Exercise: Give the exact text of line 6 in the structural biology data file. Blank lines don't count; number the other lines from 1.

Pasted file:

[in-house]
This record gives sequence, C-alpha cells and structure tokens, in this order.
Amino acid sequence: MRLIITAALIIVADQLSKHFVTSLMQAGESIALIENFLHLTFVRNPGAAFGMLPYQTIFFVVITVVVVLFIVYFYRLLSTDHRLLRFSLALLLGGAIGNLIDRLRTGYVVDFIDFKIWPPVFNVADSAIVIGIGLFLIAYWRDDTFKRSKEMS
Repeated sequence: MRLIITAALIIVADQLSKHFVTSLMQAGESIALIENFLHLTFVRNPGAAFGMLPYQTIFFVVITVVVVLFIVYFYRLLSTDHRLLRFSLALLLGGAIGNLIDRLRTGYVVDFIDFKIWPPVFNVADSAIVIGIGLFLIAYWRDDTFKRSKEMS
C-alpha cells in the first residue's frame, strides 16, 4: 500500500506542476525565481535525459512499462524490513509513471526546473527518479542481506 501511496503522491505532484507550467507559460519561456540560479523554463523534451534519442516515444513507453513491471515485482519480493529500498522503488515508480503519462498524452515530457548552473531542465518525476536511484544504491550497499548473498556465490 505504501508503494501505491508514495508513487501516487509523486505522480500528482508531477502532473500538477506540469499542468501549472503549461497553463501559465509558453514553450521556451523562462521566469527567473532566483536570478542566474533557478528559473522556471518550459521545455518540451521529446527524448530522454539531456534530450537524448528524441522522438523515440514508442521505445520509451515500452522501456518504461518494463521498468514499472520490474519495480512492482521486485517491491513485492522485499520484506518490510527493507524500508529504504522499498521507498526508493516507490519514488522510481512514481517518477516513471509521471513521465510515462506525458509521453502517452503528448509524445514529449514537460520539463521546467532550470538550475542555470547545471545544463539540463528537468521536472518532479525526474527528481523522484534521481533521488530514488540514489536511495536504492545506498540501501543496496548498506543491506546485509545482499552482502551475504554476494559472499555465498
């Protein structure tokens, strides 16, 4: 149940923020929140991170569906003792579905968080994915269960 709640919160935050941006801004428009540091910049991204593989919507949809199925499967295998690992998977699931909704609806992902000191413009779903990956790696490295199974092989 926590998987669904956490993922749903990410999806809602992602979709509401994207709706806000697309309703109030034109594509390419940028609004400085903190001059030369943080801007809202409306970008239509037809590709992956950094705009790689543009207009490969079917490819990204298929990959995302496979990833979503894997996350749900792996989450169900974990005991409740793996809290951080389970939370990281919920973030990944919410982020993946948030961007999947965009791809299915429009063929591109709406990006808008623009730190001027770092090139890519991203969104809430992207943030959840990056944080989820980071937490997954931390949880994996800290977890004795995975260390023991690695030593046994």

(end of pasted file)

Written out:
């Protein structure tokens, strides 16, 4: 149940923020929140991170569906003792579905968080994915269960 709640919160935050941006801004428009540091910049991204593989919507949809199925499967295998690992998977699931909704609806992902000191413009779903990956790696490295199974092989 926590998987669904956490993922749903990410999806809602992602979709509401994207709706806000697309309703109030034109594509390419940028609004400085903190001059030369943080801007809202409306970008239509037809590709992956950094705009790689543009207009490969079917490819990204298929990959995302496979990833979503894997996350749900792996989450169900974990005991409740793996809290951080389970939370990281919920973030990944919410982020993946948030961007999947965009791809299915429009063929591109709406990006808008623009730190001027770092090139890519991203969104809430992207943030959840990056944080989820980071937490997954931390949880994996800290977890004795995975260390023991690695030593046994």